Russian security officers opposed the global Internet project

The FSB has become another Russian agency that has opposed the implementation of the OneWeb project, whose authors intend to provide global access to the Internet. Previously it was known about the objections of Roskomnadzor.
Origin source
The project of the British OneWeb to create a satellite communications system could potentially pose a threat to the national security of Russia. This was stated by the representative of the FSB, Vladimir Sadovnikov, reports Reuters.

“The guarantees that the satellite communications system is not of an intelligence nature and cannot harm the interests of the individual and society of the Russian Federation are more declarative in nature and cannot be reliably verified by the Russian side,” the agency said Sadovnikov.

The FSB also sees a threat in the OneWeb project in that it can become a monopolist in providing access to the Internet in remote regions of Russia. “The implementation of such foreign communication systems makes the activity of Russian telecom operators unprofitable, especially in hard-to-reach and sparsely populated areas, and the organization of communications by traditional means is very costly. This will put a number of Russian regions in complete dependence on the data of foreign communication systems, ”said the official.

The FSB insists that the way to ensure national security in this context may be a ban on foreign communication systems in Russia. "The only effective way to counter the threats arising from the deployment of foreign global satellite communications systems to provide broadband Internet access, especially in the Arctic and the Far North, is to limit their use in the Russian Federation and develop competitive domestic communication systems with similar functionality." It is possible to create an alternative to OneWeb, suggested by Sadovnikov, together with the states that “do not pursue an aggressive policy towards Russia” - for example, China and India.

The OneWeb project was founded by former Google manager Greg Wyler and involves the creation of an orbital constellation of about 900 satellites (according to the latest plans announced), providing global signal coverage. This, according to the company's plans, will allow by 2027 to provide all the inhabitants of the planet with high-speed Internet access. The project attracted more than $ 1.7 billion in investments from Airbus Group, Bharti, Coca-Cola, Hughes, Virgin Group, Richard Branson, Qualcomm, and SoftBank.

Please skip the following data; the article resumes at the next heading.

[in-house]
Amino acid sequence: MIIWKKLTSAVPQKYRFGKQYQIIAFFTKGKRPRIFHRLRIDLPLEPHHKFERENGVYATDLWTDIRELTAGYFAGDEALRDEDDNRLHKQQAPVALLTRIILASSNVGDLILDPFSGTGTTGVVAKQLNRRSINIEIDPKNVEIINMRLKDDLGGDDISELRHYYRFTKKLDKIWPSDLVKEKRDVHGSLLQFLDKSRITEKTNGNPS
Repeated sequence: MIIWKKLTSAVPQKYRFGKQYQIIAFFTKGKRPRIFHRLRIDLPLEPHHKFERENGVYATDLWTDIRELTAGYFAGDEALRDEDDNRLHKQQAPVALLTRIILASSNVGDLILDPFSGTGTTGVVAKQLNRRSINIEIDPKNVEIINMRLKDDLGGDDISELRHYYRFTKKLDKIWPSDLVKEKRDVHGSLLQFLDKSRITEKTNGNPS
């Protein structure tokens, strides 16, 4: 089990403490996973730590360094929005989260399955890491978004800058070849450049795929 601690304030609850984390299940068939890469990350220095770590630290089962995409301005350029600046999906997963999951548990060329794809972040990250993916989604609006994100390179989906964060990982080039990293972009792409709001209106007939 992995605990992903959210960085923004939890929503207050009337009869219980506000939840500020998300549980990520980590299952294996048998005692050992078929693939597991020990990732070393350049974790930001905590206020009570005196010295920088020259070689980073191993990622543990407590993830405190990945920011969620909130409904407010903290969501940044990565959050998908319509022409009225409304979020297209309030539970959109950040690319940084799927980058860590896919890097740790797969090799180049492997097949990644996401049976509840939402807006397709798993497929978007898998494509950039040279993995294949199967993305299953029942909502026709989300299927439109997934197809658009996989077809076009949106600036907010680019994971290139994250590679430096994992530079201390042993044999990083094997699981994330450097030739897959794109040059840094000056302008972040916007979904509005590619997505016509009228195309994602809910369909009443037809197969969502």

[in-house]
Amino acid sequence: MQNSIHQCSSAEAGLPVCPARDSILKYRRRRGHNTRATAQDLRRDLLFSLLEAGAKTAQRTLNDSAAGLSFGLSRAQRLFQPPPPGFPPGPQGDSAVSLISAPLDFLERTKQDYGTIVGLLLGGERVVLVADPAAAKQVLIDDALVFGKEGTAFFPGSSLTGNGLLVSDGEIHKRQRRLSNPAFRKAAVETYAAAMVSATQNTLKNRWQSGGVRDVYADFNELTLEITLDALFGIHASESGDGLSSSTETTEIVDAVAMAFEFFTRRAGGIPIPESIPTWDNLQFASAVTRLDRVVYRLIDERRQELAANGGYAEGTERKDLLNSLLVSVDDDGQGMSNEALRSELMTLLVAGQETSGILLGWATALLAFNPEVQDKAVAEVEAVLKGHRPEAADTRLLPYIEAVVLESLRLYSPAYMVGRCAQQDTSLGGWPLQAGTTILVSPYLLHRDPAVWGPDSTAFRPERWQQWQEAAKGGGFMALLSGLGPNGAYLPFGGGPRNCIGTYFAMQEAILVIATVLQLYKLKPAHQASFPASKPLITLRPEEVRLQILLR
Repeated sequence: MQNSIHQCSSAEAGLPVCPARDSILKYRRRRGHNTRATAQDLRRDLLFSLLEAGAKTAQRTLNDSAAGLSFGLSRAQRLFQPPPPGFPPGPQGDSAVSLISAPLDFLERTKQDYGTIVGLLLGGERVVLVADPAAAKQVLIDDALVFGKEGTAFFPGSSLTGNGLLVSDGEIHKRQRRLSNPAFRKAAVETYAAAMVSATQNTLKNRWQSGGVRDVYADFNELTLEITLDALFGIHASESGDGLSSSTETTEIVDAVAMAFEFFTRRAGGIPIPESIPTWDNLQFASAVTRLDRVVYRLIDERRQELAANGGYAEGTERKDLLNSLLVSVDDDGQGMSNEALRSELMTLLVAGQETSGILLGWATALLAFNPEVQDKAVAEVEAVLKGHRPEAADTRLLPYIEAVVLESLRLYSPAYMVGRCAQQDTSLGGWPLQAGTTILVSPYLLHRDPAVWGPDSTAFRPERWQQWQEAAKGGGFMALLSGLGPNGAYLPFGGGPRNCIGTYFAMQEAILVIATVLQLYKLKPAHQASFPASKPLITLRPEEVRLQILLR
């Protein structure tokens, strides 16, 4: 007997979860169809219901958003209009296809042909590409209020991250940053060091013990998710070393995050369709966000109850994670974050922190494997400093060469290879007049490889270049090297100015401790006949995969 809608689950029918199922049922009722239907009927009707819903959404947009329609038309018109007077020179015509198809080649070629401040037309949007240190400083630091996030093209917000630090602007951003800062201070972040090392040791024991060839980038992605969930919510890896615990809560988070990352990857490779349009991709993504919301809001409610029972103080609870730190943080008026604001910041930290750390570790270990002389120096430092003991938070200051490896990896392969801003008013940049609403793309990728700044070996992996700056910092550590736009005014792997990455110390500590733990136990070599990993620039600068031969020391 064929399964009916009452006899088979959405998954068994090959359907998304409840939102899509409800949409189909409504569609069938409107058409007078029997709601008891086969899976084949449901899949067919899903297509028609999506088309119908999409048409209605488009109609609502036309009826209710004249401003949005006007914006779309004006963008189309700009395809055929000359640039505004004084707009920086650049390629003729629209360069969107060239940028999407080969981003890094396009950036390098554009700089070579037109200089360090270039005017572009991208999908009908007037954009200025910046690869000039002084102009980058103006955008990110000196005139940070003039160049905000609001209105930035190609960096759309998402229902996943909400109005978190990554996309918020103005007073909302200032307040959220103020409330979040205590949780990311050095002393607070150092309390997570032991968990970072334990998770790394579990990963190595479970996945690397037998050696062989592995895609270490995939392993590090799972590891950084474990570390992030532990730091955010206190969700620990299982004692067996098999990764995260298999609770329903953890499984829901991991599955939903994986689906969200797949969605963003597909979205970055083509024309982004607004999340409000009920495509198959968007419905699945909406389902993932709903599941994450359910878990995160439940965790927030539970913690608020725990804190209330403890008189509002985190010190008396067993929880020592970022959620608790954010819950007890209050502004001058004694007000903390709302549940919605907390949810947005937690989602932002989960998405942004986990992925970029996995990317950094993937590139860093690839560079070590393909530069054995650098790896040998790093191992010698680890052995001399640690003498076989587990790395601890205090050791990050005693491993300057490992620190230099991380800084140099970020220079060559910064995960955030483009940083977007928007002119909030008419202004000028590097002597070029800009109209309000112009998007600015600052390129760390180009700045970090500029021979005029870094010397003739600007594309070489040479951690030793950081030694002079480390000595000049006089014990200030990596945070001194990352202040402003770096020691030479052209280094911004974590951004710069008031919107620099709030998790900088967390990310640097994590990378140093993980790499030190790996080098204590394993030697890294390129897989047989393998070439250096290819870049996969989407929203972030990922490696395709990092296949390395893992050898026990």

The OneWeb project relies on the Russian Soyuz launch vehicles, which should put part of the satellite constellation (21 launches) and Virgin Galactic Richard Branson (39 launches) into orbit (the corresponding contract was signed in 2015). The contract for the launches of the Soyuzov was concluded with the French Arianespace - it provides launches of Russian missiles from the Kura cosmodrome in French Guiana. In December 2017, Arianespace, in turn, agreed with Glavkosmos (a subsidiary of Roscosmos) on nine launches of Soyuz with satellites. The new contract, already for 11 launches, was concluded with the Space Center. Khrunichev. The missiles on this contract should start in the 2020s with Baikonur.

In June 2017, at the St. Petersburg International Economic Forum OneWeb and JSC Satellite System Gonets (part of the Roscosmos structure) signed an agreement on the creation of a joint venture LLC OneWeb. It was it who applied for the allocation of radio frequency bands for the use of the Russian segment of the orbital grouping. However, Roskomnadzor spoke against the approval of the application, despite the fact that both Roskosmos and the Federal Protection Service (FSO) had previously sanctioned the allocation of frequencies.

Consideration of the allocation of radio frequency bands has been postponed. According to Vedomosti, it was to be held at the next meeting of the State Commission for Radio Frequencies (SCRF) in early November. At the same time, as the sources of the publication clarified, there is another candidate for the same frequencies (12–18 GHz and 26.5–40 GHz) in the person of the Russian FSUE Space Communications (GPKS). At these radio frequencies, the company intends to deploy its own communication system with similar goals - providing access to communications in hard-to-reach areas. At the same time, this project is no longer focused on global use and is primarily intended for the polar regions of Russia.

Another threat to the OneWeb project, as was reported in July by Interfax sources at Baikonur, was a disagreement with the authorities of Kazakhstan and the Republic of Yakutia regarding the discovery of new areas of incidence of the Soyuz-2 missile blocks. The interlocutor of the agency claimed that the first launch of the Soyuz 2.1b launch vehicle with OneWeb satellites from Baikonur was postponed to June 2019. However, this period, the source suggested, may not be enough to resolve all disputes. A source in the administration of Yakutia also confirmed that the areas of the fall of the launch vehicle parts are still not coordinated.